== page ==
There’s a huge difference between commentary for live streams and commentary for television. It’s partly the audience that I’m catering to, and it’s partly the amount of time that I have to dedicate to each piece of analysis. If I’m on TV, I will cater to a broader audience and it will be a little bit more simplified. I will also have a very limited amount of time. So then I will just get some sound bites in and discuss some hand analysis, as well as my feelings on a person’s play in a very concise manner. Now I haven’t had that opportunity yet, so for the most part, what I do on a live stream is trying to be entertaining for a very long period of time, where not all that much is going to be happening. There’s going to be exciting moments, but for the most part we’re just trying to entertain the viewers, have some banter and teach them about some of the plays. All of that, without, taking too much away from the guys that are actually playing. So it’s definitely a different kind of feel compared to what guys like Lon (McEachern) and Norman (Chad) do. 

Maybe I was a little bit hard on people in the beginning, but for the most part now I’m quite fair. I think that it’s important to understand that even good players make bad plays. Whenever we say that someone makes a bad play, we’re not condemning that person to be an awful player. If you watch me play for eight hours I’m sure there’re going to be a couple of plays where you’d be thinking, “Well, he shouldn’t have been doing that.” I’m probably thinking it myself, maybe like two minutes after I did it. Sometimes you just don’t approach the right decision at the right time and that happens. I think we should definitely be honest in our feelings about it, and not really worry about people’s feelings all that much. You put yourself out there and you just have to deal with what we talk about. 

You provide hands for the Instapoker App, a poker-training app for IOS and Android.  Is that something that keeps you honest and looking at yourself from a more judging perspective, because you have to provide content, and explain to people why you are doing certain things?
It’s always helpful to think about the game, and how to play certain hands, and which routes you could take to get somewhere that might be better. So definitely writing the hands is helpful, but I think the most helpful thing is recording the hands while I’m playing. That really makes you focus on your mental toughness throughout the play. Let’s say it’s Day 25 of the World Series, and it doesn’t matter whether you’ve been getting your ass kicked or if you’re have some good results, and you’re playing in a $1,000 event. It’s early in the tournament, and it doesn’t really have an effect on your bottom line. Then it’s easy to just do whatever and gamble, when you don’t mind busting and going to the pool. It’s sometimes easy to get into those spots where you might want to gamble for a big stack, and give your mind a rest in case you bust early. If you’re recording the hands and you’re thinking about it, it’s really hard to make a play you can’t explain to anyone. Every once in a while I’m sitting there thinking, “Why the hell am I doing this? I would never tell anyone to do this.” So it helps me to stay more disciplined in situations where it’s easy to lose that discipline.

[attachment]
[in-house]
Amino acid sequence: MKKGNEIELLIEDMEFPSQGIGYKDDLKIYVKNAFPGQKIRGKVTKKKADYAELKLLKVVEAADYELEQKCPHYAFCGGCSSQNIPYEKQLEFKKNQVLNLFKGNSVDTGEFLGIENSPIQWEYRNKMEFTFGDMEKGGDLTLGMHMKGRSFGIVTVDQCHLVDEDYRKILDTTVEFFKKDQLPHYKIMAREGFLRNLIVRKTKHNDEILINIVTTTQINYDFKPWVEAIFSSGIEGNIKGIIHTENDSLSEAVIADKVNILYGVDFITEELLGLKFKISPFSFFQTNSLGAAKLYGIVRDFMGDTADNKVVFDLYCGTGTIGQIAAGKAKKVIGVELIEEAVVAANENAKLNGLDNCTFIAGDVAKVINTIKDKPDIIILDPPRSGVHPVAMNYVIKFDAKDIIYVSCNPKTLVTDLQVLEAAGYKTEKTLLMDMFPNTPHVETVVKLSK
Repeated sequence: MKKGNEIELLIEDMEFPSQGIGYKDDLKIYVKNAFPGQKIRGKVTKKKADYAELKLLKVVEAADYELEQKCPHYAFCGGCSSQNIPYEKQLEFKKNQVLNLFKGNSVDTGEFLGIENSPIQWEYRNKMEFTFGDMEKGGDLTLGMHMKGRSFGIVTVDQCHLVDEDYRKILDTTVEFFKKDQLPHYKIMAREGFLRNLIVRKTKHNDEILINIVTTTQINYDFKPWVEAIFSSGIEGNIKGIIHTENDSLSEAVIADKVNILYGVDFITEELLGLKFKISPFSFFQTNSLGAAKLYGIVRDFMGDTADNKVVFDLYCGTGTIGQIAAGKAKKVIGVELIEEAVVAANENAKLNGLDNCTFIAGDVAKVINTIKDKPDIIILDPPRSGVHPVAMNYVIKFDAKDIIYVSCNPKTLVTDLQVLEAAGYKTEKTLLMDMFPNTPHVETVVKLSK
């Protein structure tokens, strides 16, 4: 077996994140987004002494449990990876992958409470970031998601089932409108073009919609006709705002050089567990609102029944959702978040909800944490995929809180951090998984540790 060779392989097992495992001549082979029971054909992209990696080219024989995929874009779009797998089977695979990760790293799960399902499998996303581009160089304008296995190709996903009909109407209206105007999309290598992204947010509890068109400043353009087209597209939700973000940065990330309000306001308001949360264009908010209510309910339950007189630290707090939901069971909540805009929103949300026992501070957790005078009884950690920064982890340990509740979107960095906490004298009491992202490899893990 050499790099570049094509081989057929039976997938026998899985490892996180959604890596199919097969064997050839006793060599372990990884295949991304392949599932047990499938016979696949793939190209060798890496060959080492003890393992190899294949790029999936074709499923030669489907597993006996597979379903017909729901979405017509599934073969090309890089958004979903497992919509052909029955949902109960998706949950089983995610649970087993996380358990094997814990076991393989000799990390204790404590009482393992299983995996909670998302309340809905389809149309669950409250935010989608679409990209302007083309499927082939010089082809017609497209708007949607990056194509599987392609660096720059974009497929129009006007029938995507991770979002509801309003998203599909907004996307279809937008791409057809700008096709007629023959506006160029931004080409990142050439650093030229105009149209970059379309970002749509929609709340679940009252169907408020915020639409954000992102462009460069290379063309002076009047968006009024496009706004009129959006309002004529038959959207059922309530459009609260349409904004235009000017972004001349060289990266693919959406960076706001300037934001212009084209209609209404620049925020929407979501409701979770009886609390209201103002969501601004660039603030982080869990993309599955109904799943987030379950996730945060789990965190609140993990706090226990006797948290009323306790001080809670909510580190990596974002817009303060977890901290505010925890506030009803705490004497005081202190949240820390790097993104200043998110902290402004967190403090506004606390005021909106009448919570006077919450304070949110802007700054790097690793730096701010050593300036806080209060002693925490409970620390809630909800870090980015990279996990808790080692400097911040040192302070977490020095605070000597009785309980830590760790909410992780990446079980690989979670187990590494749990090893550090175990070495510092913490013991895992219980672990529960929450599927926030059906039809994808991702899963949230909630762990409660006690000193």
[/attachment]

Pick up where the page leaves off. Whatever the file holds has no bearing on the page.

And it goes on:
Photo: Vivek Rajkumar. Dan O’Brien playing Open Face Chinese Poker with Jason Somerville and Vivek Rajkumar.

Do you feel like Instapoker really gives something to your every day poker player, or do things get too complicated too quickly?
It’s hard to say. I think we just need to create more content, and do a better job of building a broader spectrum and ranking things better. Less experienced players should know that they can get “this” pack, while more experienced players can get different packs. For me it’s really hard to write for less experienced players, because I’m always going to try to think of every possibility to play the hand optimally. I think that, for what it is, it’s the best. It’s on your phone and you have between 10 and 20 hands in a pack. In your free time you can look at a hand that was played, and read the play-by-play analysis from someone who is an expert in that position. You might not even agree with it all the time, but it gets you thinking exactly how to play certain situations, and why you’re making all the moves you’re making. For me, when I first started playing, that’s what I was lacking the most. The ability to open up my mind and think of every possibility to play a hand. For that, I think it’s great. As far of its overall appeal, it should be good and it’s cheap all things considered. But how many people are really looking to learn poker? There’s not that big a market for poker training, and people like to think that they’re the best at what they do. It’s hard for people to open up and think, “I actually want to learn and be objective here,” because poker is such an egotistical game. So I don’t know if it’s going to be the most successful venture ever, but I’m definitely proud of the product that we’re putting out.